Books by Tom and Laura McNeal
Publication is supposed to be the highlight of writing, where you feel all your hard work has come to glorious fruition, where you dance lightly on the steps in Philadelphia to the theme from Rocky.
For six years, Thisbe Locke, the 17-year-old girl in this story, was my imaginary daughter, and her sister Ted was, too, and boys named Fenimore and Jerome were my imaginary sons and also my imaginary former selves, and a novel about them was, for that space of time, this imaginary perfect thing I could achieve if I just worked hard enough. For six years, I ran through the streets of Philadelphia/Coronado telling myself I MUST WRITE A BOOK THAT WILL SAY EVERYTHING I FEEL IN A BEAUTIFUL WAY THAT WILL DO JUSTICE TO ALL THE PAIN EVERYONE FEELS AND MAKE THEM FEEL BETTER.
Which made light dancing on the steps hard to achieve.
This novel, for what it's worth, is a re-telling of the Pyramus and Thisbe myth. Pyramus and Thisbe fall in love but are forbidden by their parents to see each other. They try to make do with talking through a crack in the wall between their two houses, but that isn’t enough, so they make a plan to meet somewhere, in a quiet little cemetery, at the Tomb of Ninus. Thisbe gets there first, and she encounters a lion that has just killed and eaten something. In terror, she runs away, dropping her scarf, which the blood-smeared lion gnaws on for a while, then drops. Pyramus thinks she’s dead, and he stabs himself. Thisbe finds his body, thinks her life is ruined, and stabs herself.
I always found this story to be even more unsatisfying than Romeo and Juliet. One of the worst myths of all time. You can’t really even feel bad for them, they’re so impulsive.
But now I live on the far side of a 2-mile-long, 215-foot-tall bridge from which 360 people have killed themselves in the last 47 years. Some of them went to the high school our sons attend. Sometimes the bridge is closed for hours while a person paces back and forth near the 34-inch-high concrete rail. (There is no pedestrian lane, so to attempt to jump you must stand in a lane meant for cars.) Police used to keep one lane of the Coronado-San Diego Bay Bridge open for cars to pass through while a negotiator was trying to talk a suicidal person out of jumping, but, inevitably, as a trained counselor was earnestly telling the depressed person life was worth living, a driver in a passing car, enraged by the long delay, would shout, "JUMP!" Or, more frequently, "JUMP, A****!" So now all lanes are closed during a suicide intervention.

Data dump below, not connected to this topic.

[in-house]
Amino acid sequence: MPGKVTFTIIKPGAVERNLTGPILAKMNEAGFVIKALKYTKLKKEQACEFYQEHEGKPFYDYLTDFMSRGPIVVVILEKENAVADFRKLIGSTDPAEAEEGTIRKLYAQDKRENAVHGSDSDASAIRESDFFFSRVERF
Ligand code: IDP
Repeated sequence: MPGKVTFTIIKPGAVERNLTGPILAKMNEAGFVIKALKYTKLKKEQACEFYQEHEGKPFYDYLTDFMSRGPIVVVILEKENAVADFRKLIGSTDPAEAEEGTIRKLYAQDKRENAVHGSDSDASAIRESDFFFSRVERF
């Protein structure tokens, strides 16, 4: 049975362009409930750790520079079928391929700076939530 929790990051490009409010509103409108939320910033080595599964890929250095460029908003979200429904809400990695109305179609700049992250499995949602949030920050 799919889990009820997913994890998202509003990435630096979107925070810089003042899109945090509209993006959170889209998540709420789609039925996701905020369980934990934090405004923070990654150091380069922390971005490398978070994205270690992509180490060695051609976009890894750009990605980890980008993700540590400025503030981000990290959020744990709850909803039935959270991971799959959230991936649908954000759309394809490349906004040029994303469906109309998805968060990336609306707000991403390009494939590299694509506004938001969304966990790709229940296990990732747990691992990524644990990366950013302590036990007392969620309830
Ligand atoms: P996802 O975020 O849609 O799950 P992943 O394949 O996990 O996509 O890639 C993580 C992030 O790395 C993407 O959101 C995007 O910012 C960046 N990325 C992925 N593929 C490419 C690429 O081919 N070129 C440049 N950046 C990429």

Sometimes, though, all that is found on the bridge is an empty car. The door may be open, the car still running, as if the driver couldn't wait a second longer, not even to kill the ignition.
Every time this happens, it's somebody's job to come to the Tomb of Ninus. To drive a boat to the base of the bridge and shine light into the water. It's someone's job to reach down for people whose arms have broken in the fall, who are babbling incoherently, whose last gesture before falling was, in an instinct from childhood, to plug the nose. It's the job of others, in more delayed cases, to dive down through silty, opaque water and swim through a concrete forest of poles, hoping to find and retrieve. It's someone's job, before or after the finding and retrieving, to go to the front door of the next of kin and say, "Your daughter" or "your son."
For this reason, I wanted Thisbe to live in a real world, for cell phones and fortune cookies to be the crack in the wall, and the Tomb of Ninus to be the bridge over which many people are driving this very second in a state of elation, worry, hope, distraction, haste, leisure, boredom, or despair.